Therapy dogs visit LAPD officers

When a dog comes into the room how can you not light up? That's the idea behind a therapy dog program with a twist.

Therapy dogs are making visits to stations throughout the Los Angeles Police Department. 

The LAPD Therapy Dog Program is for first responders by first responders.

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Scout was a welcome sight at LAPD's Pacific Division.

The black dog arrived at the station with retired LAPD detective Gil Escontrias, now a reserve officer and canine expert. He's been training therapy and support dogs under his company Blue Line Dogs LA for years.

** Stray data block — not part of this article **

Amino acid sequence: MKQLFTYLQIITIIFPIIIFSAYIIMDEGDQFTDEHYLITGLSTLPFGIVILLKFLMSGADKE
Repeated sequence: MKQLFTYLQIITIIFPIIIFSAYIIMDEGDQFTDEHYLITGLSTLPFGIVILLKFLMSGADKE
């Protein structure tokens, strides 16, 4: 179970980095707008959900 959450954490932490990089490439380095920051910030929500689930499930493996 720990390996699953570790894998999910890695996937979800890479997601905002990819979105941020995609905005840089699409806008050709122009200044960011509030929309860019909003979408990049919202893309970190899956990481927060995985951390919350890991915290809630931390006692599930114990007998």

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When he was a detective, Escontrias first brought in dog therapy to the LAPD when he worked internet crimes against children. He says it was "psychological first aid" for officers who witnessed child molestations.

The early push in 2020 was to boost morale at the start of the coronavirus pandemic. LAPD Lt. Mario Mota says there has been a big focus on mental and physical health for officers. These have been tough times given the pandemic and the protests.

Escontrias' wife is retired LAPD Lt. Susan Willis. She too has a therapy dog, named Inta.

They've also trained volunteers and have 13 dogs ready to work or receive a friendly scratch or pat on the head.

Click here for more information and to learn about volunteering.